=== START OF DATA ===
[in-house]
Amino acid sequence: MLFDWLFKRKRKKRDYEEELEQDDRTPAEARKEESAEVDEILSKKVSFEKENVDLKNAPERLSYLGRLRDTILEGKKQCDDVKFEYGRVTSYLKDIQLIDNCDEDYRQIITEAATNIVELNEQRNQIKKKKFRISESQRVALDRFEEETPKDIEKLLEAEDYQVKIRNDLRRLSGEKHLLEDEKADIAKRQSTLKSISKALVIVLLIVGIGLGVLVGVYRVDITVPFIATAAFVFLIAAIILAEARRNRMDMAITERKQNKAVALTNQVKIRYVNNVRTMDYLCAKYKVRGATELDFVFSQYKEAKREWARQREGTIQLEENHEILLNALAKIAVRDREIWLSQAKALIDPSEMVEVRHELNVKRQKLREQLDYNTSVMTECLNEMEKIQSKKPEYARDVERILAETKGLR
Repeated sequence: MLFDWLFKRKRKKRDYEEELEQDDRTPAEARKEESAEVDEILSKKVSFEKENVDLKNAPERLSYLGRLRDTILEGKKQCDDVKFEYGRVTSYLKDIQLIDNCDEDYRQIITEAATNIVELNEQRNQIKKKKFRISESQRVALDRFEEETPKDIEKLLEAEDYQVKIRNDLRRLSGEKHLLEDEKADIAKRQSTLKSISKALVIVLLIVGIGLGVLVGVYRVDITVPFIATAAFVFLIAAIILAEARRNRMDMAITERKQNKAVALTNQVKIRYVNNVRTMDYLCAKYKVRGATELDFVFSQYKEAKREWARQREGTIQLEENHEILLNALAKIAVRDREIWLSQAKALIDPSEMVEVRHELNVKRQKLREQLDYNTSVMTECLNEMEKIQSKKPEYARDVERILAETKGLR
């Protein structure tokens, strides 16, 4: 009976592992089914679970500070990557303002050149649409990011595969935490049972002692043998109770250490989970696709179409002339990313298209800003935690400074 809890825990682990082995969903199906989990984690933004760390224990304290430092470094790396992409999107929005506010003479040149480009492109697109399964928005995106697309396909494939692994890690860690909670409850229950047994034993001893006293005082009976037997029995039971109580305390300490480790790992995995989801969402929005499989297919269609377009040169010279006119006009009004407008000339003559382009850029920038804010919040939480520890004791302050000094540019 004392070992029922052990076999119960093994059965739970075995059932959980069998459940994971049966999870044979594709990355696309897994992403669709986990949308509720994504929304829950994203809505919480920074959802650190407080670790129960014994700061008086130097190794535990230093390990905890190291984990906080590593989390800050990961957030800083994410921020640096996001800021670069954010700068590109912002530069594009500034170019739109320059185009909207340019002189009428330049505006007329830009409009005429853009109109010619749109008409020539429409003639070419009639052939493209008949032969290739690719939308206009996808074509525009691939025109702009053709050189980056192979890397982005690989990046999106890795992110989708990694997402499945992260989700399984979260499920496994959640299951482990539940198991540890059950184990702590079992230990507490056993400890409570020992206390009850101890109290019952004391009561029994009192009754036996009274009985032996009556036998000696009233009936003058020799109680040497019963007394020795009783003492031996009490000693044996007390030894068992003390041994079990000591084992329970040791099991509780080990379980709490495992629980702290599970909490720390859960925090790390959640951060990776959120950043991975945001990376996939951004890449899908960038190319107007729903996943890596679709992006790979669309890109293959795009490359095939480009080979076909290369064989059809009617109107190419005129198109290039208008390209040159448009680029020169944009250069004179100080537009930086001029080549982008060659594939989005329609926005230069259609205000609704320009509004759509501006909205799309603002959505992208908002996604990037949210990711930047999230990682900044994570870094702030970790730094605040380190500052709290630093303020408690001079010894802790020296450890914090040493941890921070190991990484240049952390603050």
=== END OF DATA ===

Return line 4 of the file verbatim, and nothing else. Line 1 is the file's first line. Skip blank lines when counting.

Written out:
């Protein structure tokens, strides 16, 4: 009976592992089914679970500070990557303002050149649409990011595969935490049972002692043998109770250490989970696709179409002339990313298209800003935690400074 809890825990682990082995969903199906989990984690933004760390224990304290430092470094790396992409999107929005506010003479040149480009492109697109399964928005995106697309396909494939692994890690860690909670409850229950047994034993001893006293005082009976037997029995039971109580305390300490480790790992995995989801969402929005499989297919269609377009040169010279006119006009009004407008000339003559382009850029920038804010919040939480520890004791302050000094540019 004392070992029922052990076999119960093994059965739970075995059932959980069998459940994971049966999870044979594709990355696309897994992403669709986990949308509720994504929304829950994203809505919480920074959802650190407080670790129960014994700061008086130097190794535990230093390990905890190291984990906080590593989390800050990961957030800083994410921020640096996001800021670069954010700068590109912002530069594009500034170019739109320059185009909207340019002189009428330049505006007329830009409009005429853009109109010619749109008409020539429409003639070419009639052939493209008949032969290739690719939308206009996808074509525009691939025109702009053709050189980056192979890397982005690989990046999106890795992110989708990694997402499945992260989700399984979260499920496994959640299951482990539940198991540890059950184990702590079992230990507490056993400890409570020992206390009850101890109290019952004391009561029994009192009754036996009274009985032996009556036998000696009233009936003058020799109680040497019963007394020795009783003492031996009490000693044996007390030894068992003390041994079990000591084992329970040791099991509780080990379980709490495992629980702290599970909490720390859960925090790390959640951060990776959120950043991975945001990376996939951004890449899908960038190319107007729903996943890596679709992006790979669309890109293959795009490359095939480009080979076909290369064989059809009617109107190419005129198109290039208008390209040159448009680029020169944009250069004179100080537009930086001029080549982008060659594939989005329609926005230069259609205000609704320009509004759509501006909205799309603002959505992208908002996604990037949210990711930047999230990682900044994570870094702030970790730094605040380190500052709290630093303020408690001079010894802790020296450890914090040493941890921070190991990484240049952390603050």